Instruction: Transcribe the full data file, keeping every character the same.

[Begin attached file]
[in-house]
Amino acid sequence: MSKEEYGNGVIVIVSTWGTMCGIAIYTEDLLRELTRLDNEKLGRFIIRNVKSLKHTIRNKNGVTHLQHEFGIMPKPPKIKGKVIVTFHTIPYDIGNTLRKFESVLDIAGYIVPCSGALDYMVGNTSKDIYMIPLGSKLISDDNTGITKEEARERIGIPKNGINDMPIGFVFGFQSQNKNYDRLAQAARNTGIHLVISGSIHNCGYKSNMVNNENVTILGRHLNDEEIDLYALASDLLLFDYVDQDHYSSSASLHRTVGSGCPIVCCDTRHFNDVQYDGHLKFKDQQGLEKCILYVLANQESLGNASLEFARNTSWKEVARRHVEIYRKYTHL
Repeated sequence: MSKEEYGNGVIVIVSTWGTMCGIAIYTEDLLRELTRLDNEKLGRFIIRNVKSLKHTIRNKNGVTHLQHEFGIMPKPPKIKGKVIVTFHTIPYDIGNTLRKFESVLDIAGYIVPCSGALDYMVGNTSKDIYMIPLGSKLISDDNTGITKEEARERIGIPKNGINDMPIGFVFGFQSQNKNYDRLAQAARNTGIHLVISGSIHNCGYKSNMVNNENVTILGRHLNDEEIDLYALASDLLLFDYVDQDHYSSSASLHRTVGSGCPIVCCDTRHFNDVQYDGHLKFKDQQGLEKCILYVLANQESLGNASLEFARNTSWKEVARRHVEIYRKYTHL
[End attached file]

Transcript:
[in-house]
Amino acid sequence: MSKEEYGNGVIVIVSTWGTMCGIAIYTEDLLRELTRLDNEKLGRFIIRNVKSLKHTIRNKNGVTHLQHEFGIMPKPPKIKGKVIVTFHTIPYDIGNTLRKFESVLDIAGYIVPCSGALDYMVGNTSKDIYMIPLGSKLISDDNTGITKEEARERIGIPKNGINDMPIGFVFGFQSQNKNYDRLAQAARNTGIHLVISGSIHNCGYKSNMVNNENVTILGRHLNDEEIDLYALASDLLLFDYVDQDHYSSSASLHRTVGSGCPIVCCDTRHFNDVQYDGHLKFKDQQGLEKCILYVLANQESLGNASLEFARNTSWKEVARRHVEIYRKYTHL
Repeated sequence: MSKEEYGNGVIVIVSTWGTMCGIAIYTEDLLRELTRLDNEKLGRFIIRNVKSLKHTIRNKNGVTHLQHEFGIMPKPPKIKGKVIVTFHTIPYDIGNTLRKFESVLDIAGYIVPCSGALDYMVGNTSKDIYMIPLGSKLISDDNTGITKEEARERIGIPKNGINDMPIGFVFGFQSQNKNYDRLAQAARNTGIHLVISGSIHNCGYKSNMVNNENVTILGRHLNDEEIDLYALASDLLLFDYVDQDHYSSSASLHRTVGSGCPIVCCDTRHFNDVQYDGHLKFKDQQGLEKCILYVLANQESLGNASLEFARNTSWKEVARRHVEIYRKYTHL